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Metatarsal adductus

Caitlin K Gribbin, Scott J Ellis, Joseph Nguyen, Emilie Williamson, Elizabeth A Cody
BACKGROUND: Hallux valgus is frequently associated with additional forefoot pathologies, including hammertoes and midfoot osteoarthritis (OA). However, the pathogenesis of these concurrent pathologies remains to be elucidated. We sought to determine whether there is a relationship between demographic and radiographic parameters and the incidence of secondary pathologies in the setting of a bunion, with an emphasis on second tarsometatarsal (TMT) OA and hammertoes. METHODS: A total of 153 patients (172 feet) who underwent reconstruction for hallux valgus were divided into 3 groups: (1) bunion only (61 patients), (2) bunion with hammertoe without second TMT joint OA (78 patients), and (3) bunion with second TMT joint OA (14 patients)...
January 2017: Foot & Ankle International
Luis M Gordillo-Fernández, Mercedes Ortiz-Romero, Jose Luis S M Salcini Macías, José Valero-Salas, Julia Álvarez-Pérez, Álvaro Fernández-Garzón
Metatarsus adductus is a structural deformity that may be associated with hallux valgus and that may lead to metatarsal pain and functional abnormality of the foot. Correcting hallux valgus is complicated in these cases because of the deviation in adduction of the lesser metatarsals, especially the second metatarsal that occupies the first intermetatarsal space. We report the case of a 49-year-old man who underwent a scarf osteotomy in the first metatarsal, shortening and abductor oblique distal osteotomies of the lesser metatarsals, and arthrodesis of the central toes with Z-lengthening of the capsule and long extensor tendons of the toes...
July 2016: Journal of the American Podiatric Medical Association
Kyle E Wamelink, John T Marcoux, Scott M Walrath
Before the report of English surgeon Robert Jones, who sustained a fracture to his fifth metatarsal while dancing around a tent pole, metatarsal fractures were thought to be the result of direct trauma to the foot. The mechanism of metatarsal fractures, in particular, those involving the fifth metatarsal, is now well understood. Patients with an adducted alignment of their forefoot can overload the fifth metatarsal base, putting them at an increased risk of fractures of this bone. Studies have reported that 2 distinct types of proximal diaphyseal or junctional fractures of the fifth metatarsal occur: the acute proximal diaphyseal or transverse proximal diaphyseal fracture and the proximal diaphyseal stress fracture...
July 2016: Journal of Foot and Ankle Surgery: Official Publication of the American College of Foot and Ankle Surgeons
Martin O'Malley, Bridget DeSandis, Answorth Allen, Matthew Levitsky, Quinn O'Malley, Riley Williams
BACKGROUND: Proximal fractures of the fifth metatarsal (zone II and III) are common in the elite athlete and can be difficult to treat because of a tendency toward delayed union, nonunion, or refracture. The purpose of this case series was to report our experience in treating 10 NBA players, determine the healing rate, return to play, refracture rate, and role of foot type in these athletes. METHODS: The records of 10 professional basketball players were retrospectively reviewed...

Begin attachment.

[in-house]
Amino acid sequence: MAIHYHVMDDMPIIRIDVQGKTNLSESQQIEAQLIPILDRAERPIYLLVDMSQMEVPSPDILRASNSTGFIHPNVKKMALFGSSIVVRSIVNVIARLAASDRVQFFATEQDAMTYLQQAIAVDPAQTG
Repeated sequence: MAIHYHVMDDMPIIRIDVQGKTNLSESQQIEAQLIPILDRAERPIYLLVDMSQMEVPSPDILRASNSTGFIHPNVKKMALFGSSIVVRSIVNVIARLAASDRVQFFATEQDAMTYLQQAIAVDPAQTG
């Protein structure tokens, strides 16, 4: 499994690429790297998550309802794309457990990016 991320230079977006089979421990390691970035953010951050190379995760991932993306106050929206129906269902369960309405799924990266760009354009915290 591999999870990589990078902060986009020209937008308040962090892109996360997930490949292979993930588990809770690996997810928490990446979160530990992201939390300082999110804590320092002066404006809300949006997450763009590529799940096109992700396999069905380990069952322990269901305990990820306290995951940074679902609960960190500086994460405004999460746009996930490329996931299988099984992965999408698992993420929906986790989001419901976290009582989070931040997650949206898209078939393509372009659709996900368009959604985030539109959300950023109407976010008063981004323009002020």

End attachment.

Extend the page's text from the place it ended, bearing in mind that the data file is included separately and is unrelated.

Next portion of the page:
May 2016: Foot & Ankle International
Amiethab Aiyer, Jeffery Shub, Raheel Shariff, Li Ying, Mark Myerson
BACKGROUND: Metatarsus adductus (MA) is a congenital condition that may lead to the development of hallux valgus (HV). The associated anatomic deformities may lead to recurrence of the HV in patients with MA. The goals of the study were to identify radiographic rates of recurrence of HV following surgery for HV in patients with MA. METHODS: Between 2002 and 2013, 587 patients who underwent HV surgery were retrospectively identified. The radiographic parameters recorded included the hallux valgus angle (HVA), the intermetatarsal angle (IMA), and the metatarsus adductus angle (MAA) obtained from initial radiographs and at final follow-up...
February 2016: Foot & Ankle International
Jacob Wynes, Bradley M Lamm, Bijan J Andrade, D Scot Malay
We used preoperative radiographic and intraoperative anatomic measurements to predict and achieve, respectively, the precise amount of capital fragment lateral translation required to restore anatomic balance to the first metatarsophalangeal joint. Correlation was used to relate the amount of capital fragment translation and operative reduction of the first intermetatarsal angle (IMA), hallux abductus angle (HAA), tibial sesamoid position (TSP), metatarsus adductus angle, and first metatarsal length. The mean capital fragment lateral translation was 5...
January 2016: Journal of Foot and Ankle Surgery: Official Publication of the American College of Foot and Ankle Surgeons
Robert M Yoho, Vassilios Vardaxis, Jeffrey Dikis
PURPOSE: The fifth metatarsal Jones fracture is a unique injury. Previous studies have identified possible biomechanical risk factors related to this fracture, as well as potential subsequent effects on bone healing complications. The purpose of this retrospective study was to determine the effect of metatarsus adductus (MAA) on bone healing in patients following intramedullary screw fixation of the Jones fracture. METHODS: This study reviewed 14 Jones fractures that underwent intramedullary screw fixation...
December 2015: Foot
Jyoti Sharma, Umur Aydogan
BACKGROUND: Radiographic angles, such as the intermetatarsal angle, hallux valgus angle, and distal metatarsal articular angle, are commonly used to help guide operative planning for soft tissue and osseous treatment options for hallux valgus. Hallux valgus treatment in the setting of associated metatarsus adductus is less common and not well described. The presence of metatarsus adductus reduces the gap between the first and second metatarsals. Consequently, it complicates the measurement of the first-second intermetatarsal angle and can limit the area available for transposition of the first metatarsal head...
December 2015: Foot & Ankle International
Lin Feng, Michael Sussman
BACKGROUND: Metatarsus adductus may occur in children after otherwise successful clubfoot treatment or may be an isolated deformity. There are various bony procedures currently in use for treatment of this problem. The purpose of this study was to review our experience with medial cuneiform opening-wedge osteotomy along with transmetatarsal osteotomy through the base of the second to fifth for treatment of the forefoot adductus in children. METHODS: From 1992 to 2008, we found 16 patients, 25 feet who underwent the procedure by a single surgeon (MDS) at the Shriners Hospitals for Children in Portland...
October 2016: Journal of Pediatric Orthopedics
Li-Yi Roan, Yasuhito Tanaka, Akira Taniguchi, Kiyonori Tomiwa, Tsukasa Kumai, Yuh-Min Cheng